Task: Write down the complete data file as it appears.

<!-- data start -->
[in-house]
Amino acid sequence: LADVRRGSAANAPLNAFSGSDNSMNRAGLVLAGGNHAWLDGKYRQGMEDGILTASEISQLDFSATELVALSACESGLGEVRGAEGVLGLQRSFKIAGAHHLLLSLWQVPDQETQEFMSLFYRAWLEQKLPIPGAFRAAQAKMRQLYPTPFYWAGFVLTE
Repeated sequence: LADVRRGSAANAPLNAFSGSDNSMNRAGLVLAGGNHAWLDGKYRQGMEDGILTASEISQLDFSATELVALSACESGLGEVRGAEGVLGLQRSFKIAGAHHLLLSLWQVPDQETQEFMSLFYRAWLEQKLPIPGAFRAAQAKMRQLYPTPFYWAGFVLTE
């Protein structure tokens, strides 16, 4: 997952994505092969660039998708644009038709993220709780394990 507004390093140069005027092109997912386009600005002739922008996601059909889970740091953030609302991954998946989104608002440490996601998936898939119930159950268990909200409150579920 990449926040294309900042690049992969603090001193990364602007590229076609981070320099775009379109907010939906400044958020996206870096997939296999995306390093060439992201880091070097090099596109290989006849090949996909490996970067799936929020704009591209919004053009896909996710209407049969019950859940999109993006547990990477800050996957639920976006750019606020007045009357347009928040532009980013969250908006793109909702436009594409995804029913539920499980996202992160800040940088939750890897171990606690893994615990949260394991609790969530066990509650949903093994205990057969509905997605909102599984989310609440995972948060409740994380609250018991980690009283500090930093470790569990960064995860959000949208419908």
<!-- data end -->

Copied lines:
[in-house]
Amino acid sequence: LADVRRGSAANAPLNAFSGSDNSMNRAGLVLAGGNHAWLDGKYRQGMEDGILTASEISQLDFSATELVALSACESGLGEVRGAEGVLGLQRSFKIAGAHHLLLSLWQVPDQETQEFMSLFYRAWLEQKLPIPGAFRAAQAKMRQLYPTPFYWAGFVLTE
Repeated sequence: LADVRRGSAANAPLNAFSGSDNSMNRAGLVLAGGNHAWLDGKYRQGMEDGILTASEISQLDFSATELVALSACESGLGEVRGAEGVLGLQRSFKIAGAHHLLLSLWQVPDQETQEFMSLFYRAWLEQKLPIPGAFRAAQAKMRQLYPTPFYWAGFVLTE
């Protein structure tokens, strides 16, 4: 997952994505092969660039998708644009038709993220709780394990 507004390093140069005027092109997912386009600005002739922008996601059909889970740091953030609302991954998946989104608002440490996601998936898939119930159950268990909200409150579920 990449926040294309900042690049992969603090001193990364602007590229076609981070320099775009379109907010939906400044958020996206870096997939296999995306390093060439992201880091070097090099596109290989006849090949996909490996970067799936929020704009591209919004053009896909996710209407049969019950859940999109993006547990990477800050996957639920976006750019606020007045009357347009928040532009980013969250908006793109909702436009594409995804029913539920499980996202992160800040940088939750890897171990606690893994615990949260394991609790969530066990509650949903093994205990057969509905997605909102599984989310609440995972948060409740994380609250018991980690009283500090930093470790569990960064995860959000949208419908």